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1904 Olympics, St. Louis

St. Louis was the first American city to host the Olympics. The 1904 Olympic games looked a bit different than the games today, but in many ways the same athleticism and spirit can be found in the photographs and stories from 1904.
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The 1904 Olympics in St. Louis marked not only the first time the Games were hosted by an American city, but also the first time that freestyle wrestling made an appearance in the Olympics. The long history of Olympic wrestling is what has left so many athletes and fans shocked when the IOC announced this week that the sport would be thrown out of the Games. Read more on the Missouri History Museum's blog: http://historyhappenshere.org/archives/7342#

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Ending What Started in St. Louis

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George Poage, second from the right, in the first heat of the 60-meter run. Poage was the first African American to medal at the Olympics. Photo by Jessie Tarbox Beals (attributed), 1904. Missouri History Museum.

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A Legacy in Dispute

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One sport made its first and only Olympic appearance at the 1904 games in St. Louis. That sport was the plunge for distance, a kind of long jump for divers. Competitors jumped from a platform into a lake and glided as far as they could underwater without using their arms or legs. William Dickey of the New York Athletic Club earned the unique title of Olympic champion in the plunge for distance with a winning distance of 62 feet, 6 inches.

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A Long Way from London

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Perikles Kakousis was a Greek weightlifter who won gold in the two-hand lift at the 1904 Olympics in St. Louis. He was heralded in the local press for coming “thousands of miles to carry modern Olympic honors back to his native land.”

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Not So Far from London

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1904 Olympic Marathon participants, Len Tau (left) and Jan Mashiani of the Tswana tribe of South Africa.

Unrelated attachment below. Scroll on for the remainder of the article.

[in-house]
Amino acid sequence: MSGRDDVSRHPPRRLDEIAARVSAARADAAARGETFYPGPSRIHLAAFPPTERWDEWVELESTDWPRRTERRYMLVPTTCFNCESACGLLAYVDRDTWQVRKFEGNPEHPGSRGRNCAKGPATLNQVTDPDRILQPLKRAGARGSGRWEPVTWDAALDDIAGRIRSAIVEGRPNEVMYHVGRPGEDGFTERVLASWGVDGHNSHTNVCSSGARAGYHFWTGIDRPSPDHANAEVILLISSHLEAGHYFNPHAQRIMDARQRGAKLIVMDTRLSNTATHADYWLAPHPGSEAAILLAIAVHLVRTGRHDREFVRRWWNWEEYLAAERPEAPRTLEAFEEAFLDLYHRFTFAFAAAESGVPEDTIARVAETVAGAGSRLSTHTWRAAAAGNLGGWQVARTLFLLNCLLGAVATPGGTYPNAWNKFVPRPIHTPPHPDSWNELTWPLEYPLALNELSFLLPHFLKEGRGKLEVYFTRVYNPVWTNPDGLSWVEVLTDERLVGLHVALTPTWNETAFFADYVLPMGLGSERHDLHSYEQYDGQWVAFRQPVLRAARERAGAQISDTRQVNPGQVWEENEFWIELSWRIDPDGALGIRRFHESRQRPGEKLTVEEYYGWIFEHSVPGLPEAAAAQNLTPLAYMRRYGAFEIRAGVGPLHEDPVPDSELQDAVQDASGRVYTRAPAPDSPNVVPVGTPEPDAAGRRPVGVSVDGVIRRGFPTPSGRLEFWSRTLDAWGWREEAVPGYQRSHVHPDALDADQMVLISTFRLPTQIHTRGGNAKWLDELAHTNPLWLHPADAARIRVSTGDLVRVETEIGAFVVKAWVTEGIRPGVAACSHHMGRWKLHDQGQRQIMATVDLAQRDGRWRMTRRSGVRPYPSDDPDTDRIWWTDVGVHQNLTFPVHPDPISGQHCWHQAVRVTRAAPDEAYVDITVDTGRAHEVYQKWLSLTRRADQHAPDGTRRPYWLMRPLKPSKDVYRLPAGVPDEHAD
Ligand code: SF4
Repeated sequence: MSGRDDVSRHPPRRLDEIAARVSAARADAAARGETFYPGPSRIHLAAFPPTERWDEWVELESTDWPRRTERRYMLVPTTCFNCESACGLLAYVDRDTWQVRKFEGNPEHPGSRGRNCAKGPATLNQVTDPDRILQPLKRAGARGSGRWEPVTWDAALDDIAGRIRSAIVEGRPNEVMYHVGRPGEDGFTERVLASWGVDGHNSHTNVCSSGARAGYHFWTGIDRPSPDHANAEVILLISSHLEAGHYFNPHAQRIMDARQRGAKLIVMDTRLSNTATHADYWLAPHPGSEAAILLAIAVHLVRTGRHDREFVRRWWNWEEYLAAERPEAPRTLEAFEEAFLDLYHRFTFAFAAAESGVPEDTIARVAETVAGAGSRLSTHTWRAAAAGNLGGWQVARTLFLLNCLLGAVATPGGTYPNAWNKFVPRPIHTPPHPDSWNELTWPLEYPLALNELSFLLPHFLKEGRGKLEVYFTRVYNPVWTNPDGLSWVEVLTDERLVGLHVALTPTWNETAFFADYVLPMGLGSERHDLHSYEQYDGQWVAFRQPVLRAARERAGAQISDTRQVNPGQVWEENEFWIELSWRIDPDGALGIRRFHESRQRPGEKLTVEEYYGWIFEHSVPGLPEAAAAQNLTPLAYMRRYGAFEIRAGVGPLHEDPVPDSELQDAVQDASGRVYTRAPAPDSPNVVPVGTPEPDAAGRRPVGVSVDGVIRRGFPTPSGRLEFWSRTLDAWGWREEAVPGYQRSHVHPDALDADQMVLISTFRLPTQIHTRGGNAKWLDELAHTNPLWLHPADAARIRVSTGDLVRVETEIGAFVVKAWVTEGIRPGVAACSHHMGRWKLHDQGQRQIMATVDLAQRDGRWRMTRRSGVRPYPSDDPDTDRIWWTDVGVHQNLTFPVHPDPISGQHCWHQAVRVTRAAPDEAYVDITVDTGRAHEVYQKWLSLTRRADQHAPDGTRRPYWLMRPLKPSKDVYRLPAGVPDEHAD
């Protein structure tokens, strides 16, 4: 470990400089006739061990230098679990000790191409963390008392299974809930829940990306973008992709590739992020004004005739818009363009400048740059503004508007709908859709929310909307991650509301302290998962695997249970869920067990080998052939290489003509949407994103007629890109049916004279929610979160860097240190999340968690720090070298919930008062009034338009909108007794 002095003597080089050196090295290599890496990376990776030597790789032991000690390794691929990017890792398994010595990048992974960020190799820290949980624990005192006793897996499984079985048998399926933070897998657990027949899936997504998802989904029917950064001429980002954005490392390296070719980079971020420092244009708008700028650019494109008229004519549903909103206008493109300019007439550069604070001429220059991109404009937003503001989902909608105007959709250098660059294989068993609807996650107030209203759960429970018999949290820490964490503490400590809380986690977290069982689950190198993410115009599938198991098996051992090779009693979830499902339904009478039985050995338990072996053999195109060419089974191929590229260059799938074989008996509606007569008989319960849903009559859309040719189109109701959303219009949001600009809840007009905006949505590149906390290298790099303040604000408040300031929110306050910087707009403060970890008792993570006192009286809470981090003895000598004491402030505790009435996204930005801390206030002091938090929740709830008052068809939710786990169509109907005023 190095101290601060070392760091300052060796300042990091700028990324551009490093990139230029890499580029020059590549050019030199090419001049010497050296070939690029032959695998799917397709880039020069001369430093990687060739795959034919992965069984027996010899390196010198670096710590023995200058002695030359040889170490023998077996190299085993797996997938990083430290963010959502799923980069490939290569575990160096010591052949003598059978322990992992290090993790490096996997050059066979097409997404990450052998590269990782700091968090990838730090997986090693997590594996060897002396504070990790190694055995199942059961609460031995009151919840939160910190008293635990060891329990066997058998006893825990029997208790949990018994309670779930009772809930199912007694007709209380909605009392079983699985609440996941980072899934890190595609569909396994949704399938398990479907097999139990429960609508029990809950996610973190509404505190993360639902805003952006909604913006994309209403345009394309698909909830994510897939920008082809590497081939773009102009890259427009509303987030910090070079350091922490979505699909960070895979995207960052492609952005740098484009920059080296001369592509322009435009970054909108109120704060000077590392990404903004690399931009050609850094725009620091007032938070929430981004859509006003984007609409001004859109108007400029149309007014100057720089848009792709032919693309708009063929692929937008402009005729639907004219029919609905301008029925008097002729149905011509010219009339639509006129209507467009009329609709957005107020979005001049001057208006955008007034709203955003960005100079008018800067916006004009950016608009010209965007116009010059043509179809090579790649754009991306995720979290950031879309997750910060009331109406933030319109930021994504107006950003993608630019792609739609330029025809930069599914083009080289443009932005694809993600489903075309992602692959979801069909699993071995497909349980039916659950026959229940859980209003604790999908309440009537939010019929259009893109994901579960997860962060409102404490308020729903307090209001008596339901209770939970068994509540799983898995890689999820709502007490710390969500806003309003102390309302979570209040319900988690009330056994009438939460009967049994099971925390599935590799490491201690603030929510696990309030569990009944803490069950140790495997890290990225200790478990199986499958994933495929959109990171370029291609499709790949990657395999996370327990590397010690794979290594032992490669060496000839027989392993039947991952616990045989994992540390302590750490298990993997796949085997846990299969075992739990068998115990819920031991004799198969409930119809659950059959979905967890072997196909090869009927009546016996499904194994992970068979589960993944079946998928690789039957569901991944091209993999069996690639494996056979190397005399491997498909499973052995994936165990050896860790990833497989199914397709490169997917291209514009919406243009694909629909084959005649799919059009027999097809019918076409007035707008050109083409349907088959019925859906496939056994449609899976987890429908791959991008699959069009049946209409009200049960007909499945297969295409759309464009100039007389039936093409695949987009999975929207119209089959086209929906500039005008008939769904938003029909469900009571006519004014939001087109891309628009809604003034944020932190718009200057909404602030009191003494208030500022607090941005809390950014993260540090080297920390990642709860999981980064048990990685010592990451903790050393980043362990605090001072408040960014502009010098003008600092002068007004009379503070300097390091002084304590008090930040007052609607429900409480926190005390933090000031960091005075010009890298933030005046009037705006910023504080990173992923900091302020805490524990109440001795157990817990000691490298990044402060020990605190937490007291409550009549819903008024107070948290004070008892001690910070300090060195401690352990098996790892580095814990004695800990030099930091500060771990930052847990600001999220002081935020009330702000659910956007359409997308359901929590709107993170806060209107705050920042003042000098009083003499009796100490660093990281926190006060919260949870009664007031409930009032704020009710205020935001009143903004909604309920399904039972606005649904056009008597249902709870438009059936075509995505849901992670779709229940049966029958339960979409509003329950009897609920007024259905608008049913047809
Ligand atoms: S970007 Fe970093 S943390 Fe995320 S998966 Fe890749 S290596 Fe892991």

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Ray Ewry won eight gold medals in the 1900, 1904, and 1908 Games, and remained the American with the most individual gold medals until Michael Phelps surpassed him. Ewry was struck with polio when he was seven and was told that he may never walk again. One doctor said he should try jumping exercises to build the strength of his legs. He went from being unable to walk to becoming one of the most celebrated jumpers in Olympic history.

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Not So Far from London

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"A. G. Spalding and Bros., exhibit of a model gymnasium; showing a pair of parallel bars, particularly commended by the entire body of Turn Verein representatives who used them in the Olympic Gymnastic Competitions."

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1904 Olympics: 440 yard Olympic championship, Daniels of the New York Athletic Club starting.

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Thomas J. Hicks of Cambridge, Massachusetts YMCA leading the 1904 Olympic Marathon runners at the 20 mile mark.

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A number of sports featured in the 1904 Olympic games look unusual today. To many, tug of war seems like a competition more suited for elementary school field days rather than the Olympics, but from 1900 to 1920 it was a feature of all Games, including those held in St. Louis.

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A Long Way from London

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